Yes, I’ve succumbed to the lowest common denominator to best grab your attention. How shameful to stoop so low, when I’ve been schooled to present an accurate reflection of the subject matter in question. Call me the clickbaiter. There are, I hasten to add, mitigating circumstances. Namely, generating your interest in the General Data Protection Regulation, or GDPR, but hang on there, it is important. You can read more here.
Developed by various parts of the European Union (EU), the regulation intends to strengthen data protection for those inside the European community. It comes into play from the 25th May 2018 and also incorporates the transfer of data outside the EU. It should be on any discerning corporate reputation specialist’s radar. Without getting into the regulatory minutiae, this is essentially about addressing the perceived imbalance in terms of data control, between the general public and big business; whereas it’s perceived that the latter has too much control, so it’s only right that citizens enjoy more power over their own personal data and thus the new, all-governing regulation – hurrah.
Now, it’s a broad piece of governance, but there’s some interesting aspects in there, including a soundbite to thrill the ears of any sci-fi aficionado – get this, the ‘Right to Erasure’ – it’s made for a lyric, but I digress. Individuals can require the “controller” – say, Google – to erase data. It’s not altogether new; it has been with us for a few years; there was a landmark case in 2014, when the European Court of Justice ruled against the Big G, in the case of Mario Gonzalez, who unfortunately requested that a link to a Spanish paper about an auction for his foreclosed home for a debt that he subsequently paid, be removed. He won, but his misfortune lies in the fact that his case was first and so he has very little chance of being forgotten for the next few years.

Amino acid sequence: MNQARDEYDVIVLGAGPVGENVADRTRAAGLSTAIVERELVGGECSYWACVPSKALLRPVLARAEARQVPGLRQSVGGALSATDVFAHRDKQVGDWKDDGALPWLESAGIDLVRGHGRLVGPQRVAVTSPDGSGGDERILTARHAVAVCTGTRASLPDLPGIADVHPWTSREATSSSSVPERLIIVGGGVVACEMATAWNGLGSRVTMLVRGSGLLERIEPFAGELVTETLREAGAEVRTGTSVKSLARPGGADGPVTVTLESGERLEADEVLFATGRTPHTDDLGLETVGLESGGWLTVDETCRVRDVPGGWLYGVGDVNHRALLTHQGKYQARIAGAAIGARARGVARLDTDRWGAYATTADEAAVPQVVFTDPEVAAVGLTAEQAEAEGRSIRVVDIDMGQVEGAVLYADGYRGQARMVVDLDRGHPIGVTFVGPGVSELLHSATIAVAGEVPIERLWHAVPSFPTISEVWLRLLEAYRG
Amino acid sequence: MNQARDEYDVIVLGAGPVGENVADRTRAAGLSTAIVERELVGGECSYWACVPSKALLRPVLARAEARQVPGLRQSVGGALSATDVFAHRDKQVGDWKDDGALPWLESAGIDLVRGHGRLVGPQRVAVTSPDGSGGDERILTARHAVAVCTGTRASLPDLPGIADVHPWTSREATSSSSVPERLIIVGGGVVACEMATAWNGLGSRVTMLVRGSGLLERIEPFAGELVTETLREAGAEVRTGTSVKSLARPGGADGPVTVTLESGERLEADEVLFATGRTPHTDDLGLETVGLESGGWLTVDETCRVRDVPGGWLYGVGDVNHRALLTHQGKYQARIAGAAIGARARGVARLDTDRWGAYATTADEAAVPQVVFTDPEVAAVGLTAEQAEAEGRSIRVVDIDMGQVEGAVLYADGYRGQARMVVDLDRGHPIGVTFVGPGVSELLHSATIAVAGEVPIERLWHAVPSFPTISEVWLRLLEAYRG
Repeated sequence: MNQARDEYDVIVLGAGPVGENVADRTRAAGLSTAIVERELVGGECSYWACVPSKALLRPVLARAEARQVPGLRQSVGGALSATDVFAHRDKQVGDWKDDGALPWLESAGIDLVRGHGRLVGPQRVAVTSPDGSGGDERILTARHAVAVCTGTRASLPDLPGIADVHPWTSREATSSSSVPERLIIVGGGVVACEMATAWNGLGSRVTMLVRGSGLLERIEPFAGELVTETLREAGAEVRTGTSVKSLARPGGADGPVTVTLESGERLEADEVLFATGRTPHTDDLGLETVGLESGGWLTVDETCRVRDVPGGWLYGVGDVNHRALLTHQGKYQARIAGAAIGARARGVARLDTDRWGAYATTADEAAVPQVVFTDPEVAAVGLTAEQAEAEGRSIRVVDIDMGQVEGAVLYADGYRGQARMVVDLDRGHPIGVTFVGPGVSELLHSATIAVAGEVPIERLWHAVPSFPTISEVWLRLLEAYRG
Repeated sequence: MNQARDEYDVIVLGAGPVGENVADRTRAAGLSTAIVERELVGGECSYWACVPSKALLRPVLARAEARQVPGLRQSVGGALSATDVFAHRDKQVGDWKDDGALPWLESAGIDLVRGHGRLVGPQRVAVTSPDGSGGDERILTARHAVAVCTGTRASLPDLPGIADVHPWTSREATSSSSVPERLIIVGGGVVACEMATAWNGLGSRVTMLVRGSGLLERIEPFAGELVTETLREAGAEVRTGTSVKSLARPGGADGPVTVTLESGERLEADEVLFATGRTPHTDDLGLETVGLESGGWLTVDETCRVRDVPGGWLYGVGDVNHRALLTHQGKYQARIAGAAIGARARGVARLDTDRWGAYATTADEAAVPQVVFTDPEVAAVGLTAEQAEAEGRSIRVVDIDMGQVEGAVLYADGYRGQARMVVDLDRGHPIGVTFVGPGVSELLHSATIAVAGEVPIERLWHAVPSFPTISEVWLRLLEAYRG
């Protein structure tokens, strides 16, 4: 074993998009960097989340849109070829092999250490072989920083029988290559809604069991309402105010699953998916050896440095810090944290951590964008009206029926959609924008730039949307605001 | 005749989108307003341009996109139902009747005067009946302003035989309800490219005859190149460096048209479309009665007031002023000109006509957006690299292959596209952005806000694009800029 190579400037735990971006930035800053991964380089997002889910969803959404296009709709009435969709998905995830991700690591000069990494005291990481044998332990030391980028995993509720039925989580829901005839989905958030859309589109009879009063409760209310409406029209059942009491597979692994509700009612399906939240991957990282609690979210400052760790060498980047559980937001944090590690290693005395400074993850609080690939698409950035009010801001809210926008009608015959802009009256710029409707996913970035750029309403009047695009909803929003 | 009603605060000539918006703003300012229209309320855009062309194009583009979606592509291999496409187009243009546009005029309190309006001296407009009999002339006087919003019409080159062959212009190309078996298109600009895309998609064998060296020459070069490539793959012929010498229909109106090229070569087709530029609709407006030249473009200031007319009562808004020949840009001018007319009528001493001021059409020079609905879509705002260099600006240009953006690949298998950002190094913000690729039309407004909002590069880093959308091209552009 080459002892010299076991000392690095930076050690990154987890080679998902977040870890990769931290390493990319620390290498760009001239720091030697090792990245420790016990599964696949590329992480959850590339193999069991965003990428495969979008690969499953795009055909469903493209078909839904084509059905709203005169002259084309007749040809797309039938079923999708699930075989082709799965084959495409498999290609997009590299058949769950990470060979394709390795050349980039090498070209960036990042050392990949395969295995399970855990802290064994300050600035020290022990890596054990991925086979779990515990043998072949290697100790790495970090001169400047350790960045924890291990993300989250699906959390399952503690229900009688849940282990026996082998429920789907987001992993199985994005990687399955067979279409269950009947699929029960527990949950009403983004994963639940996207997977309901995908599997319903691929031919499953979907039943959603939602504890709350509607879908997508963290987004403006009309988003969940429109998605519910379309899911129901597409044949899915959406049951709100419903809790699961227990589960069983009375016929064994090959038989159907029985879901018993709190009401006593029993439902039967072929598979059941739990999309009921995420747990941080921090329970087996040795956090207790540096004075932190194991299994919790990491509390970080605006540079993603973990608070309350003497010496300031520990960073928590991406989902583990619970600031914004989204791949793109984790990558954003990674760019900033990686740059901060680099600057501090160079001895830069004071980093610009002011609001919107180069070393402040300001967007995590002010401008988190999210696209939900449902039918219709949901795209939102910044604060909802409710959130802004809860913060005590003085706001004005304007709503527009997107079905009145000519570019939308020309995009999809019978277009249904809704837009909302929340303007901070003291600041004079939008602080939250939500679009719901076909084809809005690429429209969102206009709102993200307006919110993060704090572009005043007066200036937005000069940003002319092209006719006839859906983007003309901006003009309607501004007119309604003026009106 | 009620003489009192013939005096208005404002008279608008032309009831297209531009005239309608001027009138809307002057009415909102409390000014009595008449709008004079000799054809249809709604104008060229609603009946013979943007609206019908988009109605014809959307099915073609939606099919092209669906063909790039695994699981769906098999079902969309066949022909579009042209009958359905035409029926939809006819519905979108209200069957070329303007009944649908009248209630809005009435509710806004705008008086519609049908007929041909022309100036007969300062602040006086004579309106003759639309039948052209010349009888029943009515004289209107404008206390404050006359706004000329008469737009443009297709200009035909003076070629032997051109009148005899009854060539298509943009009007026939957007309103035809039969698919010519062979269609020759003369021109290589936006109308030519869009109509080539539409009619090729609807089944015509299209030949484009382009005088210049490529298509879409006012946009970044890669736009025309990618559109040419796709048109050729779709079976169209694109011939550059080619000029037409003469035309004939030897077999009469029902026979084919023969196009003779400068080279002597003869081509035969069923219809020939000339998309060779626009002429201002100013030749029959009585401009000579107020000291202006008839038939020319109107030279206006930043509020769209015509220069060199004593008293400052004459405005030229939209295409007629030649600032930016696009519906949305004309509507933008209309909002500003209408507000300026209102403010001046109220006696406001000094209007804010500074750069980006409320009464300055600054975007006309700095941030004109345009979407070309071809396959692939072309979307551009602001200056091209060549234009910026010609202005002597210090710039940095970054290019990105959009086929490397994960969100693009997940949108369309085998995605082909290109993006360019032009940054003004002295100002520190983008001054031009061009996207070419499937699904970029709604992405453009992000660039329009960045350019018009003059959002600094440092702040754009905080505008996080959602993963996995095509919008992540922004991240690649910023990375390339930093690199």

Now, this gets more interesting I feel, in light of the fact that any request to erase is hindered by the subjectivity of the notion of ‘public interest’. For instance, the individual who contracted HIV a decade ago would claim that such a story has very little in the way of public interest and I would have sympathy with this view. However, the story would have far more interest for the individual’s health insurer. So, who’s to make these big decisions about our personal histories and playing the arbiter in terms of public interest? Yes, you’ve got it - the so-called data controllers – unelected organisations will have court-like influence to change the record, or not, without the fundamental checks on their own power. Grave new world, anyone? As always, comments welcome.